Around 900 packages are installed by default on Debian 9 CD. A complete list of those packages can be found here.
As for XFCE itself, it’s simply like any other XFCE on other distributions. You can customize it and configure it however you like. Additionally, a set of plugins and addons are available for XFCE to be downloaded from the official Debian repositories.
The first problem we faced in Debian 9 was the non-free firmware. Most personal computers need non-free drivers in order to function. Such as Wi-fi and video cards. Since Debian only ships free software & drivers by default, we were left with no wireless Internet connection.
deb http://deb.debian.org/debian/ stretch non-free
After an apt update as root, we installed the firmware-iwlwifi package. Which contains the non-free wireless dirvers for Intel cards (the one we have in our Thinkpad). After a reboot, the wireless connection was ready, willing and fully-enabled.
Additionally, you can also install closed-source drivers from the Debian non-free repository if you like. For example if you are using Nvidia cards, you can install the xserver-xorg-video-nvidia package. A set of other drivers and firmwares are available we well.
Resources usage on Debian 9 is not high at all. Only 256MB of RAM by default with XFCE:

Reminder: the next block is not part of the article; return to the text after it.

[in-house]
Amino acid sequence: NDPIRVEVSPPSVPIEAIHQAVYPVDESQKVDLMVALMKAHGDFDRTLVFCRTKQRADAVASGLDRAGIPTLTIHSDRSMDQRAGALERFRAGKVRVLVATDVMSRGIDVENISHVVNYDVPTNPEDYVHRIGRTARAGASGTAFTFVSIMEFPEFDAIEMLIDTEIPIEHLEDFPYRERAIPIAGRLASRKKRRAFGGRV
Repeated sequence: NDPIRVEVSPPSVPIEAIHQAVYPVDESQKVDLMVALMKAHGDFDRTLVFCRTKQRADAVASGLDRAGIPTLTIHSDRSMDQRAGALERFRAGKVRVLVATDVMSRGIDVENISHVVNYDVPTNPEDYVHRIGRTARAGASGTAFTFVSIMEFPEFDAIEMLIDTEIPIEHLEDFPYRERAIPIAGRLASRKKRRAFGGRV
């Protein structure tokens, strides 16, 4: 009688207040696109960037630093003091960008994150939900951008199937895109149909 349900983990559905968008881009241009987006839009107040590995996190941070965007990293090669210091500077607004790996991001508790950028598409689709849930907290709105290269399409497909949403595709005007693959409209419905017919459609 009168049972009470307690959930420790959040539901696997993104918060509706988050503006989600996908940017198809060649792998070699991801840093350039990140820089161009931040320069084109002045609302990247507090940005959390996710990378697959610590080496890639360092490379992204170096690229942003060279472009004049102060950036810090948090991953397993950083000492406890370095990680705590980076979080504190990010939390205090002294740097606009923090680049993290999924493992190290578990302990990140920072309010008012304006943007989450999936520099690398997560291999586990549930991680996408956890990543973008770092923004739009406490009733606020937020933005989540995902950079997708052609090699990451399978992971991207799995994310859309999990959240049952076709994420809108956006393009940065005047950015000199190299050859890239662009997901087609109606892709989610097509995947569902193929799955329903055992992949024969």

[email protected]:~$ free -m total used free shared buff/cache available Mem: 3389 223 2763 58 402 2894 Swap: 0 0 0
The system booting time is roughly the same as the Debian release number:
[email protected]:~$ systemd-analyze Startup finished in 1.792s (kernel) + 7.222s (userspace) = 9.015s
Since XFCE was a little bit limited to what we wanted to see. We switched to GNOME. It took apt only few minutes to download GNOME Shell and GNOME Session. The download size was 170MB. By default, the small XFCE CD was using lightdm as its default display manager. After the installation of GNOME Shell, we switched to GDM3 with no issues.
This is GNOME Shell 3.22.2 on Debian 9, which has the same default appearance across most Linux distributions, simple and clean:
It’s a good thing that they have stabilized on the 3.2x branch. In this way, all the extensions and themes written for 3.20, 3.22, 3.24 and 3.26 would also work on Debian 9. Which is a nice thing to have for end-users.